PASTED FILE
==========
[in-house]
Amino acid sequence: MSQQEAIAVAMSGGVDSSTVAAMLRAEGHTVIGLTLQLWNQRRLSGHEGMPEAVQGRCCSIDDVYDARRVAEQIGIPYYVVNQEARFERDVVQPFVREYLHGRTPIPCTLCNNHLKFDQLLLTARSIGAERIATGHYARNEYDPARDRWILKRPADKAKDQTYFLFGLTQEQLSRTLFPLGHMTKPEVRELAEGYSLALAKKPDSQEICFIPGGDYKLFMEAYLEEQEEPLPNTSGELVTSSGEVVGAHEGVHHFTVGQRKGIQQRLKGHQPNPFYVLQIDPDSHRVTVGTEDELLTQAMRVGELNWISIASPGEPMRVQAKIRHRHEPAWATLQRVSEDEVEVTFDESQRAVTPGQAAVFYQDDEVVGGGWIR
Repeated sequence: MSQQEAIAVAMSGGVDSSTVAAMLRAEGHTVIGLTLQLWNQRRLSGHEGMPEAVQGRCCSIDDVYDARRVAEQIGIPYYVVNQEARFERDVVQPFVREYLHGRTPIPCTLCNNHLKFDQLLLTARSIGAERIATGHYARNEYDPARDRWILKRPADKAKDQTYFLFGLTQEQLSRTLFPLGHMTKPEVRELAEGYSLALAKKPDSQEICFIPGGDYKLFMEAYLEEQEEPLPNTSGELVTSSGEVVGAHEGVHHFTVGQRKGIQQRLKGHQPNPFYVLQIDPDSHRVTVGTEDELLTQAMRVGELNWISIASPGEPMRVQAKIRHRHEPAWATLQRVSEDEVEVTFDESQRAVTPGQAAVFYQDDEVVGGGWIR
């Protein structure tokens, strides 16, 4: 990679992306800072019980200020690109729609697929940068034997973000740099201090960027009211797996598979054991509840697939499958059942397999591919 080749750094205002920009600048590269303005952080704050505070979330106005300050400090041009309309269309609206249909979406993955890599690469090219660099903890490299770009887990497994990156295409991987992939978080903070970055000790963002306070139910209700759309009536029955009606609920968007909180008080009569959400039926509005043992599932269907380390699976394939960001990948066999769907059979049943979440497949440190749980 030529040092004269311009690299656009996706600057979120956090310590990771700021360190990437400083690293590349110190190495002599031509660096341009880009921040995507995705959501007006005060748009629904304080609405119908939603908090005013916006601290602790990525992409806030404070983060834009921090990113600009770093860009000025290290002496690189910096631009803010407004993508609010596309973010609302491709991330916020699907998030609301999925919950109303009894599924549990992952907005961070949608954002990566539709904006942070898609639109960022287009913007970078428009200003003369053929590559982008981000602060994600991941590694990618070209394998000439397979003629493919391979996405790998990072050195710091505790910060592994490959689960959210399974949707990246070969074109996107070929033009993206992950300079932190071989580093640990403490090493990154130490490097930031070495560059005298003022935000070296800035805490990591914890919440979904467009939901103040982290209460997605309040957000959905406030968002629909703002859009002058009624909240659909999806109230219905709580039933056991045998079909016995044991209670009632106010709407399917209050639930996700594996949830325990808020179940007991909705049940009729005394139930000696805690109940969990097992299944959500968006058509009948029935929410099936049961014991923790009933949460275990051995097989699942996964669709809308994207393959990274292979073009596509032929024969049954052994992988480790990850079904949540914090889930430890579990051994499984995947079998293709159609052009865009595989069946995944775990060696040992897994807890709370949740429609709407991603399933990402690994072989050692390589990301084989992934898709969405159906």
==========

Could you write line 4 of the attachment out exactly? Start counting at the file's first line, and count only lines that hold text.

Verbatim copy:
């Protein structure tokens, strides 16, 4: 990679992306800072019980200020690109729609697929940068034997973000740099201090960027009211797996598979054991509840697939499958059942397999591919 080749750094205002920009600048590269303005952080704050505070979330106005300050400090041009309309269309609206249909979406993955890599690469090219660099903890490299770009887990497994990156295409991987992939978080903070970055000790963002306070139910209700759309009536029955009606609920968007909180008080009569959400039926509005043992599932269907380390699976394939960001990948066999769907059979049943979440497949440190749980 030529040092004269311009690299656009996706600057979120956090310590990771700021360190990437400083690293590349110190190495002599031509660096341009880009921040995507995705959501007006005060748009629904304080609405119908939603908090005013916006601290602790990525992409806030404070983060834009921090990113600009770093860009000025290290002496690189910096631009803010407004993508609010596309973010609302491709991330916020699907998030609301999925919950109303009894599924549990992952907005961070949608954002990566539709904006942070898609639109960022287009913007970078428009200003003369053929590559982008981000602060994600991941590694990618070209394998000439397979003629493919391979996405790998990072050195710091505790910060592994490959689960959210399974949707990246070969074109996107070929033009993206992950300079932190071989580093640990403490090493990154130490490097930031070495560059005298003022935000070296800035805490990591914890919440979904467009939901103040982290209460997605309040957000959905406030968002629909703002859009002058009624909240659909999806109230219905709580039933056991045998079909016995044991209670009632106010709407399917209050639930996700594996949830325990808020179940007991909705049940009729005394139930000696805690109940969990097992299944959500968006058509009948029935929410099936049961014991923790009933949460275990051995097989699942996964669709809308994207393959990274292979073009596509032929024969049954052994992988480790990850079904949540914090889930430890579990051994499984995947079998293709159609052009865009595989069946995944775990060696040992897994807890709370949740429609709407991603399933990402690994072989050692390589990301084989992934898709969405159906």